The 21st century has not been impressive in advancing tolerance. Just a few days ago, we saw deaths from a bombing in Egypt, with clear undertones of religious extremism.
The peace-loving people of Sweden were also rocked with a terror attack in its capital of Stockholm, less than two years after another racially motivated attack took place in a school.
It is ironic that it is also in this century, we have seen great leaps in technological advancements and the birth of a new industrial revolution.
Yet, we can only dream that the same technology can be used to address the armed conflicts that has claimed the lives of thousands, perhaps millions, of innocent men, women and children in Syria, Somalia, Iraq, Afghanistan, and many more war-torn countries.
As we read about the horrors from the results of intolerance in the global news, we should be grateful that, although we undoubtedly have our own challenges on the domestic front, most of us have secure roofs over our heads and warm meals on our tables upon request. For most of us, our daily struggles are with the enhancement of our livelihood, and not the struggle to survive.
Tolerance, in any form or function, is not just about acceptance of existence. It bears a deeper meaning, in which we accept differences of a person, ideology or opinion, and giving great respect to its existence in parallel harmony, compatibility and co-existence with our own.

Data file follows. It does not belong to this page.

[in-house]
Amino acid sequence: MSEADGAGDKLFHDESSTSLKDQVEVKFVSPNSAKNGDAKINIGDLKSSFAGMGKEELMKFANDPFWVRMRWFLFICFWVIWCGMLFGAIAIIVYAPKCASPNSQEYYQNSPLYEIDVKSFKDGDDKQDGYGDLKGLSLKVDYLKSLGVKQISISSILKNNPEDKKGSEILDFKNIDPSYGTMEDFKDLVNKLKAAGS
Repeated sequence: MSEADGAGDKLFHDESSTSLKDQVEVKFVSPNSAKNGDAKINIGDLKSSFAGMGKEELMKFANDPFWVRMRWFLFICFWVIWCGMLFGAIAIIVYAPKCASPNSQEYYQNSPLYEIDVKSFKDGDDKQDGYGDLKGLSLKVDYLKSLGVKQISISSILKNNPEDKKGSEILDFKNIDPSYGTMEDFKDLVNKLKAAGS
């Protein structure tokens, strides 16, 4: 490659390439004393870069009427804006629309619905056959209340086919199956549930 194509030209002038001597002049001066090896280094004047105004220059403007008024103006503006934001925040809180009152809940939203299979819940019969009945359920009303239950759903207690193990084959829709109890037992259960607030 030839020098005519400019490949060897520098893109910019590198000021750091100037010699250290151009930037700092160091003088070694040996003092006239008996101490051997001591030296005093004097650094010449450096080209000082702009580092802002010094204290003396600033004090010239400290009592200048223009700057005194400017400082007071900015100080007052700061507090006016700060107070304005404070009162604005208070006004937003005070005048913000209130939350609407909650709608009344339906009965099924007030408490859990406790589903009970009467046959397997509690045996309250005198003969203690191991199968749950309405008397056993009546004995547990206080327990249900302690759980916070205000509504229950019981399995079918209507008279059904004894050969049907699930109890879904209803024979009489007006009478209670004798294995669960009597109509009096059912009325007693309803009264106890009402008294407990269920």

It is not just about allowing a person of different race or religion the space to co-exist, but the acknowledgement and true understanding of those difference so they can be celebrated and integrated with our own lives, cultures and practices.
The key word here is understanding, as well as the observance and practices towards achieving such understanding.
To understand means to observe different perspectives. In many of my previous articles in the columns, I have touched on the risks of short attention spans due to wide coverage of news.
Narratives often find themselves emboldened through mere repetition, yet does not offer a holistic account of the ground. In the struggle to find perspective, we give ourselves the “short version” of the truth – the version that is secure in fact but removed of context.
Great strategies are often derived from diverse perspectives, as they provide clear context for quality decision making.
To move forward, let’s all start listening – without prejudice or pre-conceived notions. Let us allow different ideas to swirl in our minds before forming opinions. Assume that humanity wants progress and to move forward, although we disagree on how that forward movement is implemented.
Weigh them, analyse its costs and benefits to society and the environment, and most of all, learn from each other’s experiences – as experience is not just gained on our own, but from the lessons learned from each other.
Undoubtedly, it is fun to always be right. Then again, being “right” is a matter of popular opinion. There was a time Galileo was the only one who was wrong.
“Tolerance may make us feel like we are losing the battle of authority. It is however a necessary loss in the war that is social progress.”
The writer is the chief executive officer of Malaysia Automotive Institute.